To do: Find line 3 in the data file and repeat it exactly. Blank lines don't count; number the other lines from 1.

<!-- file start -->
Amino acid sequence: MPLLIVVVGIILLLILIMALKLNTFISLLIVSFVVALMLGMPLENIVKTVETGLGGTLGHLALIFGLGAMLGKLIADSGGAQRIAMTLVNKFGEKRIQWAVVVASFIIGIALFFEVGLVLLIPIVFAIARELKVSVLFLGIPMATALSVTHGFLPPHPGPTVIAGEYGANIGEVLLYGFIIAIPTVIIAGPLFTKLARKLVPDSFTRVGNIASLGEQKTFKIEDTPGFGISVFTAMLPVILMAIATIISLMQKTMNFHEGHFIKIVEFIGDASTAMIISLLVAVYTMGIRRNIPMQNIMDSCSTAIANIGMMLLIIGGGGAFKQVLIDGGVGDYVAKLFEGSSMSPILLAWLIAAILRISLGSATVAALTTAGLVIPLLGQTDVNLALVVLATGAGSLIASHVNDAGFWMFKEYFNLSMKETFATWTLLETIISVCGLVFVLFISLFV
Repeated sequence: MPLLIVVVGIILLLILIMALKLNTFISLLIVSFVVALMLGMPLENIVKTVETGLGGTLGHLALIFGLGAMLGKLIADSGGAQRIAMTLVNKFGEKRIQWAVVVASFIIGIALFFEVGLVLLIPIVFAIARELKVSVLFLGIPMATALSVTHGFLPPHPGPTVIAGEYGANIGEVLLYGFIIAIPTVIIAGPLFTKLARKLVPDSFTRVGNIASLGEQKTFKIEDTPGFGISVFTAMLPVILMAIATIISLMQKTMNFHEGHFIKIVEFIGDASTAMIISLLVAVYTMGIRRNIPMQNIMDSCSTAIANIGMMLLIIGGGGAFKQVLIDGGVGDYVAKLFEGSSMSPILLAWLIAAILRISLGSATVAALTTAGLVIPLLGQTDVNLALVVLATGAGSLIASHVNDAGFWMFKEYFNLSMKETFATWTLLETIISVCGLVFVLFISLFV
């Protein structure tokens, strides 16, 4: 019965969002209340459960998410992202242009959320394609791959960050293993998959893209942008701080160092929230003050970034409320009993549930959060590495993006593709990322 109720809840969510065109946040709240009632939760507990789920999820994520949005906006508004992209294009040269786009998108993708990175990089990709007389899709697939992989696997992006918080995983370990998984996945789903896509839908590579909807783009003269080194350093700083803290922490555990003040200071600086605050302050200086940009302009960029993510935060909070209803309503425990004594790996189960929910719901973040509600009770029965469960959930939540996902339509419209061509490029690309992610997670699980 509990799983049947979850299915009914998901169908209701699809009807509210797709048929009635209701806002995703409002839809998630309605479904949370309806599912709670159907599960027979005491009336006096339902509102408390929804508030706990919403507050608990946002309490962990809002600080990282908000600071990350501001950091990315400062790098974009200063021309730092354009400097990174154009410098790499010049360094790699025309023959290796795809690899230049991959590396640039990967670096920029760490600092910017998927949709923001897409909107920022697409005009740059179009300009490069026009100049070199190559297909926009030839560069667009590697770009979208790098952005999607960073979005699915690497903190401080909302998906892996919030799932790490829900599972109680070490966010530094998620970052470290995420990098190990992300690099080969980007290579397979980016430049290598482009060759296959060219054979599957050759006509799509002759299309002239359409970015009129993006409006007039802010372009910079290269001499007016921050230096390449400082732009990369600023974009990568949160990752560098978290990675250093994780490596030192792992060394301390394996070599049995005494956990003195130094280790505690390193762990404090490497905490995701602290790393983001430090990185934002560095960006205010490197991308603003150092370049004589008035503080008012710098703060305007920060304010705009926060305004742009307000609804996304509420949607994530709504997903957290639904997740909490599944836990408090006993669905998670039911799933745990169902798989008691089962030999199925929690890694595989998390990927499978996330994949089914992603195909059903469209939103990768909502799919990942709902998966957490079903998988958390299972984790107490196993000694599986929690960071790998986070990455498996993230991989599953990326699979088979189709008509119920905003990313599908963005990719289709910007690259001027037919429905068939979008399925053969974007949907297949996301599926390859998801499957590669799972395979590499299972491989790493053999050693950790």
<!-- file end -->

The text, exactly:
């Protein structure tokens, strides 16, 4: 019965969002209340459960998410992202242009959320394609791959960050293993998959893209942008701080160092929230003050970034409320009993549930959060590495993006593709990322 109720809840969510065109946040709240009632939760507990789920999820994520949005906006508004992209294009040269786009998108993708990175990089990709007389899709697939992989696997992006918080995983370990998984996945789903896509839908590579909807783009003269080194350093700083803290922490555990003040200071600086605050302050200086940009302009960029993510935060909070209803309503425990004594790996189960929910719901973040509600009770029965469960959930939540996902339509419209061509490029690309992610997670699980 509990799983049947979850299915009914998901169908209701699809009807509210797709048929009635209701806002995703409002839809998630309605479904949370309806599912709670159907599960027979005491009336006096339902509102408390929804508030706990919403507050608990946002309490962990809002600080990282908000600071990350501001950091990315400062790098974009200063021309730092354009400097990174154009410098790499010049360094790699025309023959290796795809690899230049991959590396640039990967670096920029760490600092910017998927949709923001897409909107920022697409005009740059179009300009490069026009100049070199190559297909926009030839560069667009590697770009979208790098952005999607960073979005699915690497903190401080909302998906892996919030799932790490829900599972109680070490966010530094998620970052470290995420990098190990992300690099080969980007290579397979980016430049290598482009060759296959060219054979599957050759006509799509002759299309002239359409970015009129993006409006007039802010372009910079290269001499007016921050230096390449400082732009990369600023974009990568949160990752560098978290990675250093994780490596030192792992060394301390394996070599049995005494956990003195130094280790505690390193762990404090490497905490995701602290790393983001430090990185934002560095960006205010490197991308603003150092370049004589008035503080008012710098703060305007920060304010705009926060305004742009307000609804996304509420949607994530709504997903957290639904997740909490599944836990408090006993669905998670039911799933745990169902798989008691089962030999199925929690890694595989998390990927499978996330994949089914992603195909059903469209939103990768909502799919990942709902998966957490079903998988958390299972984790107490196993000694599986929690960071790998986070990455498996993230991989599953990326699979088979189709008509119920905003990313599908963005990719289709910007690259001027037919429905068939979008399925053969974007949907297949996301599926390859998801499957590669799972395979590499299972491989790493053999050693950790």